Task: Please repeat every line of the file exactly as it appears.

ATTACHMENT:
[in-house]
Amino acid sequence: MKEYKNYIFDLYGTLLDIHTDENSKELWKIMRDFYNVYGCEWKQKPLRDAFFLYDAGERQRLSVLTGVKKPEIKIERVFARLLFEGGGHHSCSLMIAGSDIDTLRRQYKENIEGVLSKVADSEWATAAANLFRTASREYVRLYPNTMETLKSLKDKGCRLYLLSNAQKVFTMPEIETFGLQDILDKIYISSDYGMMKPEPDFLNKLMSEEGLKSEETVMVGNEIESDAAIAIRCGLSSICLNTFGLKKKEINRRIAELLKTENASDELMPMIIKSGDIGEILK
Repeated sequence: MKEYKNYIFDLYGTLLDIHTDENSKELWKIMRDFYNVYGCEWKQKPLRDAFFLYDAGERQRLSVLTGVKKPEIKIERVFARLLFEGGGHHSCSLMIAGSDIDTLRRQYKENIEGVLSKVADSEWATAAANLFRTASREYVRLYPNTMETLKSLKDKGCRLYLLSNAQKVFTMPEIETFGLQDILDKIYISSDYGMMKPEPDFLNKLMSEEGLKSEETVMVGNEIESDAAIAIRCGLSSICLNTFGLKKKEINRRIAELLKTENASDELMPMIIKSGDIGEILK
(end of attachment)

[in-house]
Amino acid sequence: MKEYKNYIFDLYGTLLDIHTDENSKELWKIMRDFYNVYGCEWKQKPLRDAFFLYDAGERQRLSVLTGVKKPEIKIERVFARLLFEGGGHHSCSLMIAGSDIDTLRRQYKENIEGVLSKVADSEWATAAANLFRTASREYVRLYPNTMETLKSLKDKGCRLYLLSNAQKVFTMPEIETFGLQDILDKIYISSDYGMMKPEPDFLNKLMSEEGLKSEETVMVGNEIESDAAIAIRCGLSSICLNTFGLKKKEINRRIAELLKTENASDELMPMIIKSGDIGEILK
Repeated sequence: MKEYKNYIFDLYGTLLDIHTDENSKELWKIMRDFYNVYGCEWKQKPLRDAFFLYDAGERQRLSVLTGVKKPEIKIERVFARLLFEGGGHHSCSLMIAGSDIDTLRRQYKENIEGVLSKVADSEWATAAANLFRTASREYVRLYPNTMETLKSLKDKGCRLYLLSNAQKVFTMPEIETFGLQDILDKIYISSDYGMMKPEPDFLNKLMSEEGLKSEETVMVGNEIESDAAIAIRCGLSSICLNTFGLKKKEINRRIAELLKTENASDELMPMIIKSGDIGEILK